The healthy fare at McDonald's (NYSE:MCD) has received a lot of attention, and with good reason. Healthy food has been an important part of the fast-food purveyor's renaissance, a revival reflected in the stock's nearly 18% gain in the past year alone. What's more, healthy choices burnish McDonald's image as the firm's traditional entrees have come under fire with the wider recognition of America's obesity problem. The company recognizes the financial and image value of healthier cuisine, and so it continues to roll out offerings like its new fruit and walnut salad.

But whereas healthy entrees make good business sense, McDonald's drive to reformulate its vaunted french fries may not be so astute. The firm is now testing fries with lower trans-fatty acids, according to Crain's Chicago Business. The fry experiment is McDonald's effort to make good on its pledge made in September 2002 to switch to cooking oils with a lower trans-fat content. There is one problem with this noble cause, however -- reproducing McDonald's classic french fry taste with healthy oil will be extremely difficult. The food outfit itself acknowledges the challenge.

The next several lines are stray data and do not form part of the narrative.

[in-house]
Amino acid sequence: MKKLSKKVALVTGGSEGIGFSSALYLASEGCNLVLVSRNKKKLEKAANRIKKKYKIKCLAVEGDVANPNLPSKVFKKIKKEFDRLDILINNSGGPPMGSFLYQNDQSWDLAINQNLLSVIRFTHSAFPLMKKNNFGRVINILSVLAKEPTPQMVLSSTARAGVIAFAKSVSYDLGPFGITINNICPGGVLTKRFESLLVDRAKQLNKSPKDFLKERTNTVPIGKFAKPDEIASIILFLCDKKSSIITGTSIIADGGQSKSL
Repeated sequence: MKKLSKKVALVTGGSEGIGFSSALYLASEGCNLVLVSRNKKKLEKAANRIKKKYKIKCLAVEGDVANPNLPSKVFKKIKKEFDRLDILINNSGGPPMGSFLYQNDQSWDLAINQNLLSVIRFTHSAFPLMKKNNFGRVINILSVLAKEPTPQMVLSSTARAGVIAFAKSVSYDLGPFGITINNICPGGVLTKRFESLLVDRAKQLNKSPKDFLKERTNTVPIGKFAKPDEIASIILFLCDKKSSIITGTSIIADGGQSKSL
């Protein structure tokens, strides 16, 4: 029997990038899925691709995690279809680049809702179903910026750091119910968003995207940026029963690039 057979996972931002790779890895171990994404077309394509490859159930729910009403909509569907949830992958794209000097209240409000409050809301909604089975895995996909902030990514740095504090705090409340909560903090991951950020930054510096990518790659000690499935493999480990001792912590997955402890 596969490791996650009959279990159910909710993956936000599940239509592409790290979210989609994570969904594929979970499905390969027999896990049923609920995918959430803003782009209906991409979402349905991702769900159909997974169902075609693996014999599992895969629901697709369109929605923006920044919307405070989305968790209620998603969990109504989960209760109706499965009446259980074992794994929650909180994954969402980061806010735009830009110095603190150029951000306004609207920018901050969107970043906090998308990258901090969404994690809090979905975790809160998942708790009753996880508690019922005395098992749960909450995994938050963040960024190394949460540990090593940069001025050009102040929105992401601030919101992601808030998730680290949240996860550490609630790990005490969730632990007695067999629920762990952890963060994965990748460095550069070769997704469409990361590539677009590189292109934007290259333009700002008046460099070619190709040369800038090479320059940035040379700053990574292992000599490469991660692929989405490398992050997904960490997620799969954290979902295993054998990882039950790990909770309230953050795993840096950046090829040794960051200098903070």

And changing the fries may not even be worthwhile. Sure, McDonald's spuds are a far cry from being diet-friendly -- a large bag of fries contains 24% of the recommended daily allowance of saturated fat. But consider some of the other entrees. The Quarter Pounder With Cheese, for instance, provides 59% of the daily allowance of saturated fat, while for the Double Quarter Pounder With Cheese, the saturated fat measure reaches 93%. Clearly, McDonald's traditional chow is not now -- nor likely will ever be -- health food, no matter what happens to the fries. If customers want to eat healthy, they can pick from items like fruit, salads, and yogurt. And given these new choices, it seems to make sense just to leave the burgers and fries alone rather than sacrifice taste for small health gains.

McDonald's has to be praised for going out of its way to provide customers with healthy fare. But when it comes to monkeying with a venerable staple, the best move may be no change at all.

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Fool contributor Brian Gorman is a freelance writer in Chicago. He does not own shares of any companies mentioned in this article.